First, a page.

Mandela Memoir Shows Legend’s Personal Side


Nelson Mandela agonised over the suffering caused to his family by his struggle against  white rule in South Africa, in an intimate portrait of the man painted by personal  letters and diaries.

Correspondence, personal notes and hours of recordings will be published Tuesday in  “Conversations with Myself”, which was compiled by the Nelson Mandela Foundation and  includes a foreword from US President Barack Obama.

Much of the book is based on an unpublished autobiography that would have been a sequel  to his world-famous 1995 “Long Walk to Freedom”, including his musings on life as South  Africa’s first black president.

“I have often wondered whether a person is justified in neglecting his own family to  fight for opportunities for others,” Mandela said in the book.

“Even when at times I am plagued with an uneasy conscience I have to acknowledge that my  whole-hearted commitment to the liberation of our people gives meaning to life and yields  for me a sense of national pride and real joy.”

Letters from the young Mandela show a side of the Nobel Peace Prize winner now often  obscured by the grandfatherly image of the reconciler, now 92, who won South Africa’s  first all-race elections in 1994. As a young activist, he pushed the African National  Congress to form an armed wing after years of devotion to non-violence as a guiding  principle.

“The actual situation on the ground may justify the use of violence which even good men  and women may find it difficult to avoid,” he said.

“But even in such cases the use of force would be an exceptional measure whose primary  aim is to create the necessary environment for peaceful solutions.”

In diaries of his 1962 journey across Africa to round up support for the armed movement,  he recounts learning to fire a gun in Ethiopia and studying Algeria’s military tactics  against the French. He was arrested shortly after his return to South Africa.

The book shies away from the most personal details of his life. It barely talks about his  first wife Evelyn, although it does recount one violent argument where she tried to burn  him with a hot poker.

“So she had put this thing in the coal and it was red hot and as we were arguing she then  pulled this thing out, you know, in order to, what-you-call, burn my face. So I caught  hold of her and twisted her arm, enough for me to take this thing out,” he said.

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But his many letters to Winnie Madikizela-Mandela during his second marriage which lasted  through his imprisonment, and to his children showed the strains on his family.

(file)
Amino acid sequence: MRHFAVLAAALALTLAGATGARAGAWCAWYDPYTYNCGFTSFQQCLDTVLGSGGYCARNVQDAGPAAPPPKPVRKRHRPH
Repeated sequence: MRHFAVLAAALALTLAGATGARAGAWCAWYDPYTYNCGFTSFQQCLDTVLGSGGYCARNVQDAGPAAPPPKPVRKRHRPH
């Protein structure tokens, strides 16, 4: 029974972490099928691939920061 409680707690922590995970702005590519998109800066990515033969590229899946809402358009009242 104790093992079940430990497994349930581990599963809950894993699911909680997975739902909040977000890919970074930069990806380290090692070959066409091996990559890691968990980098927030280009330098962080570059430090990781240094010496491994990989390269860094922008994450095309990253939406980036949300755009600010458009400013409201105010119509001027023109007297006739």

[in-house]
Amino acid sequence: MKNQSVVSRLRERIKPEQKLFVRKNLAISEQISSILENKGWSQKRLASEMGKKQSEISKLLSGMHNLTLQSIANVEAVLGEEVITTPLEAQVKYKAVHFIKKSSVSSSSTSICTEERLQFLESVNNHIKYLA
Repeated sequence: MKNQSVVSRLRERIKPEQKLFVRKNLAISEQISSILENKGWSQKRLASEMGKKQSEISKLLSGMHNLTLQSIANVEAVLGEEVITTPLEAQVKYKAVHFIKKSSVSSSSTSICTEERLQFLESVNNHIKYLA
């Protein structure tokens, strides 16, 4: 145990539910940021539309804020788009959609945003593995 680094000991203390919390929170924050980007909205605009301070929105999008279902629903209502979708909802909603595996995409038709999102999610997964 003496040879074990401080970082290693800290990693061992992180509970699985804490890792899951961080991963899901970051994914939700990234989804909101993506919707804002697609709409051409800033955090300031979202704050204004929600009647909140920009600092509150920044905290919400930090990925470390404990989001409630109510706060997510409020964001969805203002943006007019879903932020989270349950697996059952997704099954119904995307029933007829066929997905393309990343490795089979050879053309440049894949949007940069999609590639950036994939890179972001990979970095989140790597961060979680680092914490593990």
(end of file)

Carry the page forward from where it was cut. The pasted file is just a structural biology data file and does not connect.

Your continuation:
“I feel I have been soaked in gall, every part of me, my flesh, bloodstream, bone and  soul, so bitter am I to be completely powerless to help you in the rough and fierce  ordeals you are going through,” he wrote his wife in 1970.

He also remembers feeling gutted when prison authorities refused to allow him to attend  the funeral of Thembi, the elder of two sons from his first marriage, who died in a car  crash at the age of 24 in 1969.

“When I was first advised of my son’s death I was shaken from top to bottom,” he said,  adding that he had experienced similar heartache when he lost a nine-month-old baby girl  several years earlier.

Some of the entries are more mundane, with calendars chronicling his weight and blood  pressure, and the arrival of milk and new razors — luxuries in his prison life.

His notes become less detailed after his release in 1990, as he led negotiations with the  white apartheid government and then took office.

But he records his own failures, as when the ANC shot down his idea to lower the voting  age from 18 to 14.

He also scribbled notes ahead of meetings with world leaders, and in an unexpected show  of personality, jotted down the address of his current wife Graca Machel — on a notepad  emblazoned with his name and a cartoon of Garfield the cat.

The book ends with a passage from his draft for a new autobiography, asking the world not  to beatify him.

“One issue that deeply worried me in prison was the false image I unwittingly projected  to the outside world; of being regarded as a saint,” he wrote.

“I never was one, even on the basis of the earthly definition of a saint as a sinner who  keeps trying.”

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